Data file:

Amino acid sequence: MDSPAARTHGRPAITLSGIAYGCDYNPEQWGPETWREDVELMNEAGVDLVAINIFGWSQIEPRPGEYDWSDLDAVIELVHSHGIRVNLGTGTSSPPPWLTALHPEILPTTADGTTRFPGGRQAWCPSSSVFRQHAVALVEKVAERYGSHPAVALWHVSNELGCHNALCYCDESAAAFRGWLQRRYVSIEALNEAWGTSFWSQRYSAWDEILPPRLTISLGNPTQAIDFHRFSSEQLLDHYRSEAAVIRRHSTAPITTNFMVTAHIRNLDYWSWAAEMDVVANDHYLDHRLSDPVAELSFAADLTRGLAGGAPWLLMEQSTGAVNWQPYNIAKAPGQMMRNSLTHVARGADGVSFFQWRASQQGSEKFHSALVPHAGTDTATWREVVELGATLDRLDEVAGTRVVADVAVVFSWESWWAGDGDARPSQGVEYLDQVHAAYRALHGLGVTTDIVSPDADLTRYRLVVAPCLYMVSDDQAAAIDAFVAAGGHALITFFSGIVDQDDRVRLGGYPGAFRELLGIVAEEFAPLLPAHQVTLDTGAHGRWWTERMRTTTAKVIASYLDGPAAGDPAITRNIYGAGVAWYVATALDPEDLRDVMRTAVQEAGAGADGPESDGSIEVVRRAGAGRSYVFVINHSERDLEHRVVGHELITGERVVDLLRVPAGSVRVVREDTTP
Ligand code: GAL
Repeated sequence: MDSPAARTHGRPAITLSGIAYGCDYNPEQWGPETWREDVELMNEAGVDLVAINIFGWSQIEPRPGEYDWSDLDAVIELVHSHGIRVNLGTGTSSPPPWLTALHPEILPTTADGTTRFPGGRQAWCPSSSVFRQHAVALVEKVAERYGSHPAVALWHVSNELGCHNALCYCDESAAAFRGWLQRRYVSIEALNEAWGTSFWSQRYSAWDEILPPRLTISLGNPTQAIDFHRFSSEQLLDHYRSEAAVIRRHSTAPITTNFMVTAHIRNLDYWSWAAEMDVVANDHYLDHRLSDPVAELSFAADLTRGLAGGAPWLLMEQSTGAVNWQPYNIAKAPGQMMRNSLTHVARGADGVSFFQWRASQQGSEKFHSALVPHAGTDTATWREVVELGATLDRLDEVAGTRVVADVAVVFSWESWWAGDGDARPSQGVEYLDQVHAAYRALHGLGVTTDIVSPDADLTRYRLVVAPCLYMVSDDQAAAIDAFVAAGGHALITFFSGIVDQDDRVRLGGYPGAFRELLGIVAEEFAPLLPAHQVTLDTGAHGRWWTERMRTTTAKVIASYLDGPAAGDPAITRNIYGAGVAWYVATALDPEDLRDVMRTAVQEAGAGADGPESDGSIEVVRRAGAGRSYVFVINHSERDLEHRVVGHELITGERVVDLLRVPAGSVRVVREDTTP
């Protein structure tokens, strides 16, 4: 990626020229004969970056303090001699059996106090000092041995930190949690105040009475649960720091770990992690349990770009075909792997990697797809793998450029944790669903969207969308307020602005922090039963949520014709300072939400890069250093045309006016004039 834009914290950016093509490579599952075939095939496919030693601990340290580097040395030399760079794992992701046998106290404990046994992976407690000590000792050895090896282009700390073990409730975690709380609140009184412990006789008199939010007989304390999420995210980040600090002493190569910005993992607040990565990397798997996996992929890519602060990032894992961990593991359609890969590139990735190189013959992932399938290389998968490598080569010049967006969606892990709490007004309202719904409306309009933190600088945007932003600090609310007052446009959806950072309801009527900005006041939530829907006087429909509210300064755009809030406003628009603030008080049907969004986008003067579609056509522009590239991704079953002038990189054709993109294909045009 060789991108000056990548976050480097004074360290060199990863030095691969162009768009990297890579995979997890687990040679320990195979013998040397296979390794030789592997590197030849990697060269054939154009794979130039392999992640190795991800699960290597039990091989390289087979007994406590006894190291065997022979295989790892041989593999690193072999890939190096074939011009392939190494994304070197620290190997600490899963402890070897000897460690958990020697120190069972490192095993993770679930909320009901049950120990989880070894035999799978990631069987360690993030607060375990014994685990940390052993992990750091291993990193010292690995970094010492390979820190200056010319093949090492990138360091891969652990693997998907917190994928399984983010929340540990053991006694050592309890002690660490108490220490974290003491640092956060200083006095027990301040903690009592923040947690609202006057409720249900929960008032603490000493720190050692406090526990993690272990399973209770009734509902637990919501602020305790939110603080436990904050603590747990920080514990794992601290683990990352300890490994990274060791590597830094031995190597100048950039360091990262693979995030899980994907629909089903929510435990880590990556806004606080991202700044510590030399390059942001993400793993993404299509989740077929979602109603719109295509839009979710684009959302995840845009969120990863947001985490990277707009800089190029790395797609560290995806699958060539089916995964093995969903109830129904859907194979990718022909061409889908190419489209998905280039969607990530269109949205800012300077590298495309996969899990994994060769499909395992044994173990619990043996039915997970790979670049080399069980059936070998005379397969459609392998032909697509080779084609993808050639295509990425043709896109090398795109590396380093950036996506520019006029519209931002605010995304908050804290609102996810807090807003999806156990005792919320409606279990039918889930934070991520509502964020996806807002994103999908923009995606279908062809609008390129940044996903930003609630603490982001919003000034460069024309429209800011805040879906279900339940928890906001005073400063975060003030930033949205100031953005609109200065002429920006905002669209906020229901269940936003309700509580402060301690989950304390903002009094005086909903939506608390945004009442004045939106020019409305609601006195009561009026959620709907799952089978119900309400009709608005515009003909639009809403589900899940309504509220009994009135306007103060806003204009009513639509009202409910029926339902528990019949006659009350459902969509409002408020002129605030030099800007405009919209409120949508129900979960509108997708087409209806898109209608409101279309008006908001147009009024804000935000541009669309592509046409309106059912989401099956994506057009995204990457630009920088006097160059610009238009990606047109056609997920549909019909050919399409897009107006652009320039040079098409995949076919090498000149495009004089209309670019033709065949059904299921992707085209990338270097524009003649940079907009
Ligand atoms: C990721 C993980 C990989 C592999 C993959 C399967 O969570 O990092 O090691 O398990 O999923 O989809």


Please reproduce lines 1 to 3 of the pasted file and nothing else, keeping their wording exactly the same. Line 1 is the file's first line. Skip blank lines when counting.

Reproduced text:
Amino acid sequence: MDSPAARTHGRPAITLSGIAYGCDYNPEQWGPETWREDVELMNEAGVDLVAINIFGWSQIEPRPGEYDWSDLDAVIELVHSHGIRVNLGTGTSSPPPWLTALHPEILPTTADGTTRFPGGRQAWCPSSSVFRQHAVALVEKVAERYGSHPAVALWHVSNELGCHNALCYCDESAAAFRGWLQRRYVSIEALNEAWGTSFWSQRYSAWDEILPPRLTISLGNPTQAIDFHRFSSEQLLDHYRSEAAVIRRHSTAPITTNFMVTAHIRNLDYWSWAAEMDVVANDHYLDHRLSDPVAELSFAADLTRGLAGGAPWLLMEQSTGAVNWQPYNIAKAPGQMMRNSLTHVARGADGVSFFQWRASQQGSEKFHSALVPHAGTDTATWREVVELGATLDRLDEVAGTRVVADVAVVFSWESWWAGDGDARPSQGVEYLDQVHAAYRALHGLGVTTDIVSPDADLTRYRLVVAPCLYMVSDDQAAAIDAFVAAGGHALITFFSGIVDQDDRVRLGGYPGAFRELLGIVAEEFAPLLPAHQVTLDTGAHGRWWTERMRTTTAKVIASYLDGPAAGDPAITRNIYGAGVAWYVATALDPEDLRDVMRTAVQEAGAGADGPESDGSIEVVRRAGAGRSYVFVINHSERDLEHRVVGHELITGERVVDLLRVPAGSVRVVREDTTP
Ligand code: GAL
Repeated sequence: MDSPAARTHGRPAITLSGIAYGCDYNPEQWGPETWREDVELMNEAGVDLVAINIFGWSQIEPRPGEYDWSDLDAVIELVHSHGIRVNLGTGTSSPPPWLTALHPEILPTTADGTTRFPGGRQAWCPSSSVFRQHAVALVEKVAERYGSHPAVALWHVSNELGCHNALCYCDESAAAFRGWLQRRYVSIEALNEAWGTSFWSQRYSAWDEILPPRLTISLGNPTQAIDFHRFSSEQLLDHYRSEAAVIRRHSTAPITTNFMVTAHIRNLDYWSWAAEMDVVANDHYLDHRLSDPVAELSFAADLTRGLAGGAPWLLMEQSTGAVNWQPYNIAKAPGQMMRNSLTHVARGADGVSFFQWRASQQGSEKFHSALVPHAGTDTATWREVVELGATLDRLDEVAGTRVVADVAVVFSWESWWAGDGDARPSQGVEYLDQVHAAYRALHGLGVTTDIVSPDADLTRYRLVVAPCLYMVSDDQAAAIDAFVAAGGHALITFFSGIVDQDDRVRLGGYPGAFRELLGIVAEEFAPLLPAHQVTLDTGAHGRWWTERMRTTTAKVIASYLDGPAAGDPAITRNIYGAGVAWYVATALDPEDLRDVMRTAVQEAGAGADGPESDGSIEVVRRAGAGRSYVFVINHSERDLEHRVVGHELITGERVVDLLRVPAGSVRVVREDTTP